Right now, the new Nikon D600 is one of the world’s hottest cameras in spite of its $2100 price tag. Why is the camera so great? It incorporates a lot of professional-grade features that can be afforded, albeit with some saving, by most dedicated hobbyists. Unfortunately, along with all of the rave reviews popping up online, there seems to be a problem with the new camera: dust.
In a video that has gone viral, one can see what appears to be specks of dust accumulating on the D600’s sensor. The video consists of 1,000 still images shot against a white sheet of paper ans then edited into a short movie. The kicker: the lens was never changed indicating that dust is finding its way into the camera by some other, as yet undetermined avenue.
In response to growing reports, Nikon issued a statement that, in essence, urges customers impacted by dust to consult with a Nikon service center id the camera’s self-cleaning mechanism does not help the problem.
However, there is another way to fix a dust problem than to send away your camera for who knows how long.
Back in the old days before self-cleaning sensors, dSLR owners who had dirty sensors had to clean them at home (or send away the camera like Nikon is suggesting we do today). Obviously, for many people, sending out the camera is simply not an option, so many home-spun (and cheap) remedies for a dirty sensor came about as a way to avoid a trip to the service center.
Two of the easiest are using ear syringes and compressed air as both are great for blowing off dust, are cheap, and have other uses around the house. To do this, simply get your camera so that its mirror stays up, exposing the sensor, and then go to work by either squeezing the syringe or giving the sensor a quick blast of air.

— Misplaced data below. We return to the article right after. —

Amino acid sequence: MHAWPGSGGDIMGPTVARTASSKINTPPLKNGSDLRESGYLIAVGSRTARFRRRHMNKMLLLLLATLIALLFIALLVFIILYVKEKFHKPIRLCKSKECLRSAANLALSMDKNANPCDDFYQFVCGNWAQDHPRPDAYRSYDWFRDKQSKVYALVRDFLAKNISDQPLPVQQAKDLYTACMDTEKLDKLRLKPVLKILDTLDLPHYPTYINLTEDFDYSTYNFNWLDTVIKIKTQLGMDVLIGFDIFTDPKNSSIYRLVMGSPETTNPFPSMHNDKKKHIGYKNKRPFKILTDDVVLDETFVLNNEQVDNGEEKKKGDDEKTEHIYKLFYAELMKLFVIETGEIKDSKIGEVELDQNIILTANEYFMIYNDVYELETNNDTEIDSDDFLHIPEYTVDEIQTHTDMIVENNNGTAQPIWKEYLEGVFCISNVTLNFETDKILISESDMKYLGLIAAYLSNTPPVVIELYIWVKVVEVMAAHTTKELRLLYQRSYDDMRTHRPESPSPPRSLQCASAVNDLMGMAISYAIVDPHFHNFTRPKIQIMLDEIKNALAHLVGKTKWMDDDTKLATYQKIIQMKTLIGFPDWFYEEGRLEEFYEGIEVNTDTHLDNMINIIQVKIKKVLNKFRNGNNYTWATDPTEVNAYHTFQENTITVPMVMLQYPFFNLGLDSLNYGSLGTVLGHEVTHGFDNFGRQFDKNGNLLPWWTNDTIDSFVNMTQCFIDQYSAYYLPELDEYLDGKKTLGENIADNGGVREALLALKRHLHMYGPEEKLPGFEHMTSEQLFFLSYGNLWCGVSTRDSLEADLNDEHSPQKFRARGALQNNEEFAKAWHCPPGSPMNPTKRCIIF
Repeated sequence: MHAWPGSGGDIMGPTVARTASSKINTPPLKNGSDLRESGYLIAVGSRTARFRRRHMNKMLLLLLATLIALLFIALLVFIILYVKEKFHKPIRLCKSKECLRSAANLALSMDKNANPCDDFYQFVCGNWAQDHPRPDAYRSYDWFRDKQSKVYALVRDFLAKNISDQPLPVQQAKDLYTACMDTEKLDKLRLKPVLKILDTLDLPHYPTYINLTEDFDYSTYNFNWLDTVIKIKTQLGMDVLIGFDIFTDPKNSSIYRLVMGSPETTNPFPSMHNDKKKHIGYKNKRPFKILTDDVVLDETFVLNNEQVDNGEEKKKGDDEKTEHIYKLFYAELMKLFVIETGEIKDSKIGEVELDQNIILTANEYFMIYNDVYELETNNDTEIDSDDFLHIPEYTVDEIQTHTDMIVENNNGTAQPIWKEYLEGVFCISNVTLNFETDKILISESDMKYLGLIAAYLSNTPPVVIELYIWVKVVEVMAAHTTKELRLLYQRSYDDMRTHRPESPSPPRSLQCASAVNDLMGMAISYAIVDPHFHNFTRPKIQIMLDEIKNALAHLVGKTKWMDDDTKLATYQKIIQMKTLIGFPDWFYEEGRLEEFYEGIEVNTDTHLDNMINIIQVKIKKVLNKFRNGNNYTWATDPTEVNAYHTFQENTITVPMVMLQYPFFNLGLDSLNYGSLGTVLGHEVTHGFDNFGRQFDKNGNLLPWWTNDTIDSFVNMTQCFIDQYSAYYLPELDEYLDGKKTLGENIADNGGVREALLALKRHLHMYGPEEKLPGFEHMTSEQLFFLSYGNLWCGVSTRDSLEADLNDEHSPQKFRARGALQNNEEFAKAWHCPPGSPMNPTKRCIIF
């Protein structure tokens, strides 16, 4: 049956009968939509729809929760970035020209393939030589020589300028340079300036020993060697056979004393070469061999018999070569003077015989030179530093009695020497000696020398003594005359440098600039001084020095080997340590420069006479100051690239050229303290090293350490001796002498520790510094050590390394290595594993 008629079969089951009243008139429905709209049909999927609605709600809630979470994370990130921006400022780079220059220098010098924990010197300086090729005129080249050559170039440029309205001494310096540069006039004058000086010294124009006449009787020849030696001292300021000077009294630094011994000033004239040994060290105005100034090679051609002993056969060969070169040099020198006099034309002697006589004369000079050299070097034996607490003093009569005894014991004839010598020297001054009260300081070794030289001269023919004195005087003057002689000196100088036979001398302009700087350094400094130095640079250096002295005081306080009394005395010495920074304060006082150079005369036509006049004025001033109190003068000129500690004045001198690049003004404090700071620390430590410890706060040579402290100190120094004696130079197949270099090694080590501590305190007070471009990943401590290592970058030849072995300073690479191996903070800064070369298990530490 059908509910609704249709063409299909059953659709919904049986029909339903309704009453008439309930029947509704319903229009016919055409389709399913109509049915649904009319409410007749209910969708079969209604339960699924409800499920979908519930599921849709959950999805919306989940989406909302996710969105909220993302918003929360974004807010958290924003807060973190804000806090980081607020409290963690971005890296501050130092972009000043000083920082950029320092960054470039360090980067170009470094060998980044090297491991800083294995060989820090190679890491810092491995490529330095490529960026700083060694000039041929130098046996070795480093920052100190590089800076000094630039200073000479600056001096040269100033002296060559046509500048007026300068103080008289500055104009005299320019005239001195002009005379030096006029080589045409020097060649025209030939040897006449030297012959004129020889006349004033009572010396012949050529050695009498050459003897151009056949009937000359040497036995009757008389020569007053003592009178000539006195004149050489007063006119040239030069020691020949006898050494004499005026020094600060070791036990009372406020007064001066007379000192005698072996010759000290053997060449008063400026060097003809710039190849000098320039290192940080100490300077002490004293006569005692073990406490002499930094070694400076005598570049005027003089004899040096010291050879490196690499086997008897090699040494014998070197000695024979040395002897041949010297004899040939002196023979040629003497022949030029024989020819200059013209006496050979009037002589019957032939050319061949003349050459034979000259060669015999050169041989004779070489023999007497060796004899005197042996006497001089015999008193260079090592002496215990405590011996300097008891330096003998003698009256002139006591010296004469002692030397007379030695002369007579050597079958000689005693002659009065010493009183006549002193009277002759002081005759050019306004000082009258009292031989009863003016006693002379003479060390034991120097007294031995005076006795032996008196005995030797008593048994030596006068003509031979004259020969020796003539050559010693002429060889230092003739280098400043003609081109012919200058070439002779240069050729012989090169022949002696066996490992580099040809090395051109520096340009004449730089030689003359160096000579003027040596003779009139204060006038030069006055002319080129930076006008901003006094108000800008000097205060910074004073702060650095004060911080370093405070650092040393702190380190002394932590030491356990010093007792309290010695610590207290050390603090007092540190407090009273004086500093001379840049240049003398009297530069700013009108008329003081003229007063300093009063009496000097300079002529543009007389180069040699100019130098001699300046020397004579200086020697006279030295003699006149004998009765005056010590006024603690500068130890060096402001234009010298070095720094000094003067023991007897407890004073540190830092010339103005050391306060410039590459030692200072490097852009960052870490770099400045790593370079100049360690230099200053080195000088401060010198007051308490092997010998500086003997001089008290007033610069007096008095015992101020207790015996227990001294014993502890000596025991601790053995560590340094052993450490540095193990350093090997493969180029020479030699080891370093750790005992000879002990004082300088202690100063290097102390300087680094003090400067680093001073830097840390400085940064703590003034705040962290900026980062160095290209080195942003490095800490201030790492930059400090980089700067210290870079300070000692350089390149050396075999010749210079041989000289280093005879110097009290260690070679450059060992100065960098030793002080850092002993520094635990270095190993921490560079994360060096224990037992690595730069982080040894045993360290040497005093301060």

Pros and cons? Well, there are some. The good thing about the syringe is that there is no risk of getting anything on the sensor, provided it is dry, at the cost of having a comparatively weak blast of air. As for the compressed air, it solves the weak problem seem with the syringe but there is a tiny risk of it blasting out a bit of moisture. To avoid this, be sure to spray some air onto something else (and thus release any moisture) before going to the sensor.
As for the D600 itself, it may or may not be a dust magnet (the Internet is great for exaggerating non-issues) but if it (or any other camera) gets dusty to the point of the self-cleaning function being unable to do its job, try these alternatives before sending your camera to the repair shop.
For more info:
Photographic guide to sensor cleaning
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